Feed expenses continue to be half the cost of production of a beef cattle enterprise. With cover crops growing across the state to protect our soil and waters, then adding cattle to graze those green forage acres is another opportunity to capitalize on the benefits that cover crops can provide. Lundy said, “One of our primary goals with this research was to answer the question ‘if we graze cover crops, do we still have the soil health benefits that we know we get from incorporating cover crops into row crop acres?’ With the results we are generating from this research, we think the answer is, ‘Yes!’”

A Certified Crop Adviser board approved continuing education unit (1 CEU: Crop Management) is available for those who are able to watch the live webinar. Information for submitting your CCA/CPAg/CPSS/CPSC number to earn the credit will be provided at the end of the presentation.

To watch, go to and click the link to join the webinar shortly before 12 p.m. on Nov. 20, to download the Zoom software and log in option. The webinar will be recorded and archived on the ILF website for watching at any time at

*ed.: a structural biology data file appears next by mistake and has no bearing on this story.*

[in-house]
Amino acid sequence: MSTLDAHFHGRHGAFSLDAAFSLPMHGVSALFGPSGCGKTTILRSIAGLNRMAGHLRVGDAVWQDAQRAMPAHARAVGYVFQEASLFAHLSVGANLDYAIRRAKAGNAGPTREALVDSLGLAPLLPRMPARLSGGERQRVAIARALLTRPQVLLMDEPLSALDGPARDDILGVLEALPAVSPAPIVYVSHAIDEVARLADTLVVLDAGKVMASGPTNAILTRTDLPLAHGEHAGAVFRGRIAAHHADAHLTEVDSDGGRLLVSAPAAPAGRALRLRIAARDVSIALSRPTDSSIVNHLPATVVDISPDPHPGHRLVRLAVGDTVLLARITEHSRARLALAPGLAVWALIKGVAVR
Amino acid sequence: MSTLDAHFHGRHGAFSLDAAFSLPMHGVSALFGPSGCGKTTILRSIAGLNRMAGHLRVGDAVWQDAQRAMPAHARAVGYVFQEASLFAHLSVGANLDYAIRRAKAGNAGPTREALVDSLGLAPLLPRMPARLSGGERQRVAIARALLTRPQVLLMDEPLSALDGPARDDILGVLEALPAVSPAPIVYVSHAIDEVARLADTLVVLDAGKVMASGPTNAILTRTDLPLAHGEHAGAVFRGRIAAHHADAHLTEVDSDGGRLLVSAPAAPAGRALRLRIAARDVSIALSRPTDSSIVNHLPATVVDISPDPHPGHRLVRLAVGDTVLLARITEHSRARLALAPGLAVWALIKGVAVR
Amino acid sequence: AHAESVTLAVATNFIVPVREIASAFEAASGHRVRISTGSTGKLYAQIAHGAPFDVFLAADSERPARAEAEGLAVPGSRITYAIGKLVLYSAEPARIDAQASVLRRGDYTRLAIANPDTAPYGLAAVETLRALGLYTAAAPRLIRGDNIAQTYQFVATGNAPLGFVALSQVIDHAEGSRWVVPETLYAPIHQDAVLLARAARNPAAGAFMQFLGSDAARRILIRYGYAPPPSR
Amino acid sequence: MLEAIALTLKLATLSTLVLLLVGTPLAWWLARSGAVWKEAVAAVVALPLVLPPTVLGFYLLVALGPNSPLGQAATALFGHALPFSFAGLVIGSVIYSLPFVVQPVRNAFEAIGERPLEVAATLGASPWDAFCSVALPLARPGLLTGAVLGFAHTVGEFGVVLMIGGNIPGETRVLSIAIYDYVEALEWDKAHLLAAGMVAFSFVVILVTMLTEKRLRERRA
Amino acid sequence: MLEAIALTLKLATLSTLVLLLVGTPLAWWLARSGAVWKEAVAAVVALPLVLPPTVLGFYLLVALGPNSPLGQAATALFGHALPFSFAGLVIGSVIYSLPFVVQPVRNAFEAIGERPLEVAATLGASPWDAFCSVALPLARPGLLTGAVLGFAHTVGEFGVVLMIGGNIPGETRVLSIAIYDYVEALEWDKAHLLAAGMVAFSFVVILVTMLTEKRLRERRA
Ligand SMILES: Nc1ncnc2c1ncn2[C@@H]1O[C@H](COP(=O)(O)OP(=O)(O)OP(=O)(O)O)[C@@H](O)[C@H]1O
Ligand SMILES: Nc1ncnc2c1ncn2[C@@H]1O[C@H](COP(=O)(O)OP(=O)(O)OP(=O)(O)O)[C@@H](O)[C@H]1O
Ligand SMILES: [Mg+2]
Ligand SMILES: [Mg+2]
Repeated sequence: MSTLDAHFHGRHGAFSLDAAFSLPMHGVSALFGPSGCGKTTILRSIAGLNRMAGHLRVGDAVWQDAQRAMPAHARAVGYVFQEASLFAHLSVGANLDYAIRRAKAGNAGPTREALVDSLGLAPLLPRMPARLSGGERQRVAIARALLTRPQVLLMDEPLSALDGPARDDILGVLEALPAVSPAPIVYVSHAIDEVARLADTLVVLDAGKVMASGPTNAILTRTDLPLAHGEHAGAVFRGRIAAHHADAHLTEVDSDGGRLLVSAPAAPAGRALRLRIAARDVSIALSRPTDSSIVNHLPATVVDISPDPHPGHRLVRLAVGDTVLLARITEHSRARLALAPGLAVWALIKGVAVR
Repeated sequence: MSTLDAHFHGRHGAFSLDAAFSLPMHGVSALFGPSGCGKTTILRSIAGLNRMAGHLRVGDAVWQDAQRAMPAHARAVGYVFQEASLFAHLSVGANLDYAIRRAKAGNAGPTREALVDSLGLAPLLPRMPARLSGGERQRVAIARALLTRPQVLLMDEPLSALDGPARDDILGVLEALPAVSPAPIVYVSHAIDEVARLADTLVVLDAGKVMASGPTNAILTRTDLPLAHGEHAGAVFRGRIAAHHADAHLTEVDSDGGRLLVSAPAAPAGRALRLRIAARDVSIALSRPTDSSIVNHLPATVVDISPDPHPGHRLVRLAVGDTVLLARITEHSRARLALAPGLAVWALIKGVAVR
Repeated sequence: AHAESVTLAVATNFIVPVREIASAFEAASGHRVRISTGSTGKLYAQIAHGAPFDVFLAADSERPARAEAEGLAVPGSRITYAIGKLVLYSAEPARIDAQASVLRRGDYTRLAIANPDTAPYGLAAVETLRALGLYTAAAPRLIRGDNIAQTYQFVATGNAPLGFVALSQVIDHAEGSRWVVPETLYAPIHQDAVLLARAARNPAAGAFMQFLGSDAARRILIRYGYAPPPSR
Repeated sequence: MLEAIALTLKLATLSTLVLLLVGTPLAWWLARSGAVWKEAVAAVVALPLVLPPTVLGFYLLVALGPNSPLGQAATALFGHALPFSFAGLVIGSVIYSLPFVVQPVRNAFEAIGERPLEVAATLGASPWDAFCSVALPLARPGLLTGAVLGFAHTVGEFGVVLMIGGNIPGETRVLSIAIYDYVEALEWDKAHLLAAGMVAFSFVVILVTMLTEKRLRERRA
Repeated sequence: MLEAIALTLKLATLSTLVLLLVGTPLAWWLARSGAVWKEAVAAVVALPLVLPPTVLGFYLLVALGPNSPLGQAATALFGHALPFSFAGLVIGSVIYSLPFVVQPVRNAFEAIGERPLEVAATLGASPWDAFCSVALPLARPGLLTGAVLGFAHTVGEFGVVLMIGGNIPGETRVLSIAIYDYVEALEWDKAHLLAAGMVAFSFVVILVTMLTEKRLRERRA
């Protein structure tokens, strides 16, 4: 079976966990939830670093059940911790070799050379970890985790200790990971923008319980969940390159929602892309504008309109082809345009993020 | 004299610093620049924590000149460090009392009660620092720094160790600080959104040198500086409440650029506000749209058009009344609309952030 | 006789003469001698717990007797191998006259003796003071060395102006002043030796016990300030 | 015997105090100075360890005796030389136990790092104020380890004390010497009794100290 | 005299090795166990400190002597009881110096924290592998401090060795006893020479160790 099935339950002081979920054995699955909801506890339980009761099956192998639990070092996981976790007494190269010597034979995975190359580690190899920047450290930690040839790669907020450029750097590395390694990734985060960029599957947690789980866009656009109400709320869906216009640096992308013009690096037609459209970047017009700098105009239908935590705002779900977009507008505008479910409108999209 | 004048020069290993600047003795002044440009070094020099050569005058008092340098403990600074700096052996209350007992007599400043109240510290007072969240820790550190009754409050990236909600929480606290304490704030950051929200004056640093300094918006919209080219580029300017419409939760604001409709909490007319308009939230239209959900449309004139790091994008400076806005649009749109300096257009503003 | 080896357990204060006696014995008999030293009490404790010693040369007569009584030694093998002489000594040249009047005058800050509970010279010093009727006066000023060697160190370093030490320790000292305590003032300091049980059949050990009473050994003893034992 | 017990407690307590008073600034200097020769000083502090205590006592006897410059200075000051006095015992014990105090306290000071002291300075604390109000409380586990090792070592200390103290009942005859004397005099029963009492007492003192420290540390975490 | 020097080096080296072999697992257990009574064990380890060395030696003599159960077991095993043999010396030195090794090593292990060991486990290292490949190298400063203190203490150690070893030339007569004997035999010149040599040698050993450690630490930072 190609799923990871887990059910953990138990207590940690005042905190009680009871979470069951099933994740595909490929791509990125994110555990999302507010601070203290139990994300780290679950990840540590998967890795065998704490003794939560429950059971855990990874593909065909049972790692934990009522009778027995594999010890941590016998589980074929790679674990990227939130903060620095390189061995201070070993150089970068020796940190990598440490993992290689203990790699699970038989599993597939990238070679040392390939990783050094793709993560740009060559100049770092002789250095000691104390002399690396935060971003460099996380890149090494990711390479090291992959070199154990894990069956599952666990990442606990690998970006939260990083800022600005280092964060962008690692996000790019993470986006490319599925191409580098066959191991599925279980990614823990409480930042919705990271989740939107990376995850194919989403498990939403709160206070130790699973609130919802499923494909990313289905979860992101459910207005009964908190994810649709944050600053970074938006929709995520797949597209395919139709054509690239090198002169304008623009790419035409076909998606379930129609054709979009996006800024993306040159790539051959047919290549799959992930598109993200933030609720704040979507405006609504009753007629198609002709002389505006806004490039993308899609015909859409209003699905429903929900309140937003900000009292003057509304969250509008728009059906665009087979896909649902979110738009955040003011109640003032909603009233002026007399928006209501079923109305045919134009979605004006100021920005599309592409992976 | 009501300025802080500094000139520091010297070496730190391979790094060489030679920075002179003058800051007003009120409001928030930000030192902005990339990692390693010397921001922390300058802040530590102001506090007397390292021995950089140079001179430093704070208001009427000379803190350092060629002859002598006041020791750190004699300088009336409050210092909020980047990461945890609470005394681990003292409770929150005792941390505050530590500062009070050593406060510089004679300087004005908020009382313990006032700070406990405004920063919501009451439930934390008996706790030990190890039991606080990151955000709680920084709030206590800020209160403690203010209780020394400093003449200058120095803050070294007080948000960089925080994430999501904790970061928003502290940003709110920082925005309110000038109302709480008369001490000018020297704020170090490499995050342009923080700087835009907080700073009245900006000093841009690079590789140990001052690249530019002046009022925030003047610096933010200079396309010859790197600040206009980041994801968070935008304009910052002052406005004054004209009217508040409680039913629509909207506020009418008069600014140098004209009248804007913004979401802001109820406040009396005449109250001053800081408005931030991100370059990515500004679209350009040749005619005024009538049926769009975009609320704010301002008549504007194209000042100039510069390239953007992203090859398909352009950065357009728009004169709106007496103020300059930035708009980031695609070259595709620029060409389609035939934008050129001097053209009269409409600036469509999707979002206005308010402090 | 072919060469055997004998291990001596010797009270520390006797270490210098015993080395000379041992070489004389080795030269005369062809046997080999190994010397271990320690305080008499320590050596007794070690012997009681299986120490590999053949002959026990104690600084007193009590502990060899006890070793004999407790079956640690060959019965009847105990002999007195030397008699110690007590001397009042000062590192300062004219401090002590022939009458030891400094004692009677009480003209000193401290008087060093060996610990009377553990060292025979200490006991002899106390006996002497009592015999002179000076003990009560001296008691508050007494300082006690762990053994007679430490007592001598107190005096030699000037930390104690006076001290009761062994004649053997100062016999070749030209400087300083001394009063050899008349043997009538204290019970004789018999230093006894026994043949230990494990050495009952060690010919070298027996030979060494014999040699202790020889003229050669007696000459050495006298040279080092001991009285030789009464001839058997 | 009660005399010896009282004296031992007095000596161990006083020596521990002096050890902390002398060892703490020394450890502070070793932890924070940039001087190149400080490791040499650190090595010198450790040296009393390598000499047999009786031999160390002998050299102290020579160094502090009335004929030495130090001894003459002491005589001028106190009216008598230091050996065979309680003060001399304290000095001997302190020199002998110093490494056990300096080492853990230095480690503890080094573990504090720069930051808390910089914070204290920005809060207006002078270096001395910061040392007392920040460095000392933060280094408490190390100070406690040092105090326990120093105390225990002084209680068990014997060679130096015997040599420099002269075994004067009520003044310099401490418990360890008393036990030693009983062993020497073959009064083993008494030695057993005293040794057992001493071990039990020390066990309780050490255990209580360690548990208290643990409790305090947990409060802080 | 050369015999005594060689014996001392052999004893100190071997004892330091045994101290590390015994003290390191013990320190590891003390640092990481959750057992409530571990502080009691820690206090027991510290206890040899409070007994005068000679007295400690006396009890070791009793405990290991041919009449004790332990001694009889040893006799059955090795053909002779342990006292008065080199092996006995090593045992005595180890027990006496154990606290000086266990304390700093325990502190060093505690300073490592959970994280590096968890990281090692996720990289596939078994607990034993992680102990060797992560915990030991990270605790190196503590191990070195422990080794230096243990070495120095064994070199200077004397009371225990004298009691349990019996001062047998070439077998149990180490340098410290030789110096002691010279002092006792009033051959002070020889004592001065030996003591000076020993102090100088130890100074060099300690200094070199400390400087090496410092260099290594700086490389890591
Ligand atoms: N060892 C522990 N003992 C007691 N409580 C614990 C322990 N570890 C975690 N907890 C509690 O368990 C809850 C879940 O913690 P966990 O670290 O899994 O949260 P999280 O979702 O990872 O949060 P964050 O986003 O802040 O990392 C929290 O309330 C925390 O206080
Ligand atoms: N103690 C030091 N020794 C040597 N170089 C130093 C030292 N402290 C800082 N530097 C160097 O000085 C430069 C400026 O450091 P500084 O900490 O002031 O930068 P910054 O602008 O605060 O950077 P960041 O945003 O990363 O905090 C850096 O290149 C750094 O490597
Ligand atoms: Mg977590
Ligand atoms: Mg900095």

Rural Leaders Ask President Trump to Uphold Biofuel Promise

A broad coalition of biofuel and farm advocates today sent a letter to the White House calling on President Trump to fix a flawed proposal from the Environmental Protection Agency, which “fails in its mission to reinvigorate farm economies and reopen biofuel plants across America’s heartland.” The letter was signed by 60 organizations, including the Renewable Fuels Association. It notes that the EPA’s draft plan undermines the administration’s commitment to restore integrity to the Renewable Fuel Standard and accurately account for biofuel demand destroyed by small refinery exemptions (SREs).